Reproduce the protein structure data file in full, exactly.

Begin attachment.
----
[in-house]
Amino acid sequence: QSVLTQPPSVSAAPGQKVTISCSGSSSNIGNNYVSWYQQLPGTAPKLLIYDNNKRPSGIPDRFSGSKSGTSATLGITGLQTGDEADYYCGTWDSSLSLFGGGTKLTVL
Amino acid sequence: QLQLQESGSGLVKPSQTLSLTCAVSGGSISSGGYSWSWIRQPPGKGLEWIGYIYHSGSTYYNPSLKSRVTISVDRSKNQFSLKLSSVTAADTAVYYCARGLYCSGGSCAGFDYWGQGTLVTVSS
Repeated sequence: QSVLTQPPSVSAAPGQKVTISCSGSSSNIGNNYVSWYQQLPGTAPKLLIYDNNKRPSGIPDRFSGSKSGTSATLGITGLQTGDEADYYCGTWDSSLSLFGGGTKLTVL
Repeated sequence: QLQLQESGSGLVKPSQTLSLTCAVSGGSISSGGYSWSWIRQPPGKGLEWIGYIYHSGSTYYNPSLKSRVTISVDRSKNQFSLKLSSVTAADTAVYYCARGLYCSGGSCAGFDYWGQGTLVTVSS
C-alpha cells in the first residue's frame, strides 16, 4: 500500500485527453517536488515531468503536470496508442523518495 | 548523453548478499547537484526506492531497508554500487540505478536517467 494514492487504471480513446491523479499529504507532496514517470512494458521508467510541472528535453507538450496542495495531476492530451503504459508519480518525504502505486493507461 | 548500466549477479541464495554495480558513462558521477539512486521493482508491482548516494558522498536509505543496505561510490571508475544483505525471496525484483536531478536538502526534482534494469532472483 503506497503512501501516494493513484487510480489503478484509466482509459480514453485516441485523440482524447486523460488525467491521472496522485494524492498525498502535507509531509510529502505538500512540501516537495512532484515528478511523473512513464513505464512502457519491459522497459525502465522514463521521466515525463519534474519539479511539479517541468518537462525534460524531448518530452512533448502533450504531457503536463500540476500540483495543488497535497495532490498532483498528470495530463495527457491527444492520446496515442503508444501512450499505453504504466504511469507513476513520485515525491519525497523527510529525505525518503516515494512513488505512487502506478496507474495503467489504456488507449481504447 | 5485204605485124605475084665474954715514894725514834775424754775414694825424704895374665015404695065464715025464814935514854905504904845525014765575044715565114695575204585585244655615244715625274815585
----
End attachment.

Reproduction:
[in-house]
Amino acid sequence: QSVLTQPPSVSAAPGQKVTISCSGSSSNIGNNYVSWYQQLPGTAPKLLIYDNNKRPSGIPDRFSGSKSGTSATLGITGLQTGDEADYYCGTWDSSLSLFGGGTKLTVL
Amino acid sequence: QLQLQESGSGLVKPSQTLSLTCAVSGGSISSGGYSWSWIRQPPGKGLEWIGYIYHSGSTYYNPSLKSRVTISVDRSKNQFSLKLSSVTAADTAVYYCARGLYCSGGSCAGFDYWGQGTLVTVSS
Repeated sequence: QSVLTQPPSVSAAPGQKVTISCSGSSSNIGNNYVSWYQQLPGTAPKLLIYDNNKRPSGIPDRFSGSKSGTSATLGITGLQTGDEADYYCGTWDSSLSLFGGGTKLTVL
Repeated sequence: QLQLQESGSGLVKPSQTLSLTCAVSGGSISSGGYSWSWIRQPPGKGLEWIGYIYHSGSTYYNPSLKSRVTISVDRSKNQFSLKLSSVTAADTAVYYCARGLYCSGGSCAGFDYWGQGTLVTVSS
C-alpha cells in the first residue's frame, strides 16, 4: 500500500485527453517536488515531468503536470496508442523518495 | 548523453548478499547537484526506492531497508554500487540505478536517467 494514492487504471480513446491523479499529504507532496514517470512494458521508467510541472528535453507538450496542495495531476492530451503504459508519480518525504502505486493507461 | 548500466549477479541464495554495480558513462558521477539512486521493482508491482548516494558522498536509505543496505561510490571508475544483505525471496525484483536531478536538502526534482534494469532472483 503506497503512501501516494493513484487510480489503478484509466482509459480514453485516441485523440482524447486523460488525467491521472496522485494524492498525498502535507509531509510529502505538500512540501516537495512532484515528478511523473512513464513505464512502457519491459522497459525502465522514463521521466515525463519534474519539479511539479517541468518537462525534460524531448518530452512533448502533450504531457503536463500540476500540483495543488497535497495532490498532483498528470495530463495527457491527444492520446496515442503508444501512450499505453504504466504511469507513476513520485515525491519525497523527510529525505525518503516515494512513488505512487502506478496507474495503467489504456488507449481504447 | 5485204605485124605475084665474954715514894725514834775424754775414694825424704895374665015404695065464715025464814935514854905504904845525014765575044715565114695575204585585244655615244715625274815585